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ACA Supports The FCC’s Suggestions For Limiting The Environmental Harm Of New Antennas

The American Cable Association endorsed a key conclusion, set forth in the Federal Communications Commission draft Programmatic Environmental Assessment (PEA), that its Antenna Structure Registration (ASR) program does not cause nationally significant impacts on environmental resources, especially migratory birds.

"The FCC is correct to take a local approach regarding the approval of antenna structure placements, which are vital facilities for rural cable operators offering voice, video and high-speed data services in some of the most remote regions of the country," ACA President and CEO Matthew M. Polka said. "ACA believes the FCC's conclusion is well reasoned and supported and encourages the agency to adopt it in the final version of its pending PEA."

In comments filed with the FCC on Nov. 2, ACA said the potential for locally significant impacts on migratory birds by individual antenna structures can best be met in a manner that will not be unduly burdensome through the addition of a public notice and comment process.  This approach to federal antenna structure registration reduces compliance burdens on small cable operators while allowing any objections to be voiced during a mandatory public comment period.

The placement of antenna structures is a significant issue for ACA members, especially in rural areas that require installation and maintenance of tall masts capable of receiving broadcast signals that originate dozens of miles from a cable headend,

Many ACA members also use antennas to backhaul multichannel video programming and other services across distances that permit serving customers in areas where burying lines underground or stringing them across poles would be impractical because of remoteness, terrain, rights of way, and cost.

To illustrate the importance of antenna technology to small cable operators, 107 ACA members responded to an ACA survey stating that that their company owns one or more antenna structures. Of these ACA members, about 50% said they have one or more antenna structures that are less than 200 feet above ground level, and around 13% indicated that they owned at least one antenna structure more than 450 feet above ground level. With regard to their towers, approximately 37% responded that they use guy wires or steady-burning lights and 13% reported that they have structures located on ridgelines, coastal areas, bird staging areas or near the nesting areas of Golden or Bald eagles.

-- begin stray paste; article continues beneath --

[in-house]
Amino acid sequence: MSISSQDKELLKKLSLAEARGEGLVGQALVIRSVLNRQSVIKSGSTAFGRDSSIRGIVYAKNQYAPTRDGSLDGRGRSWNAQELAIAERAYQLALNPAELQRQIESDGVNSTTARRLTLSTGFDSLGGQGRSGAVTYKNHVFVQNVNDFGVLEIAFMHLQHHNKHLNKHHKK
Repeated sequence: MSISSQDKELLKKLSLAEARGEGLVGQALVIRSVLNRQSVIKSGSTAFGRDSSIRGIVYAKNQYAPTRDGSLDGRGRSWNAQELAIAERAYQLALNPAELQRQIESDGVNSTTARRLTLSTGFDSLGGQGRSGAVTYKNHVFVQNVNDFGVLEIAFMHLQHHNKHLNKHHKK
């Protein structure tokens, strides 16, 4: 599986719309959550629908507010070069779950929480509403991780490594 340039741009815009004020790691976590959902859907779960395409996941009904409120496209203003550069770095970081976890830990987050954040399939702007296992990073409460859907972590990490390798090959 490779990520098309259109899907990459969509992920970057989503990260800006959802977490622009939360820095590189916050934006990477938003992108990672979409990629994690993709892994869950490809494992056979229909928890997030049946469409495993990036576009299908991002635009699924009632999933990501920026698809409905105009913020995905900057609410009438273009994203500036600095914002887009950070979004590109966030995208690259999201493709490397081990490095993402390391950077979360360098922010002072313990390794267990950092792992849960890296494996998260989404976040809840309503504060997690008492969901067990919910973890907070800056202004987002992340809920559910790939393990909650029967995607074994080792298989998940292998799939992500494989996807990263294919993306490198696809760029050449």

In the draft PEA, the FCC concluded that the ASR program does not cause significant impact on migratory birds. However, to the extent that there might be an overlooked local concern, the FCC assumed that it would be made known by requiring a 30-day public notice period before any antenna structure required to be registered through the ASR can be constructed.  Although the public notice requirement is a significant change from current rules, it should remedy procedural and substantive deficiencies found by a court in reviewing prior ASR-related rulings by the FCC.

ACA noted in its comments that some alternatives to the FCC's preferred approach could result in significant burdens on ACA members. One of these alternatives would require an Environmental Assessment [EA] for all antenna structures, and another would require EAs for those on ridgelines, coastal areas, bird staging areas or near the nesting areas of Golden or Bald eagles.  These alternatives would raise ACA members' costs substantially and delay projects to the point where many new or improved antenna structures would likely not be constructed, regardless of the need to deploy services to unserved areas. Moreover, these added costs and delays in all likelihood would not appreciably reduce migratory bird death.

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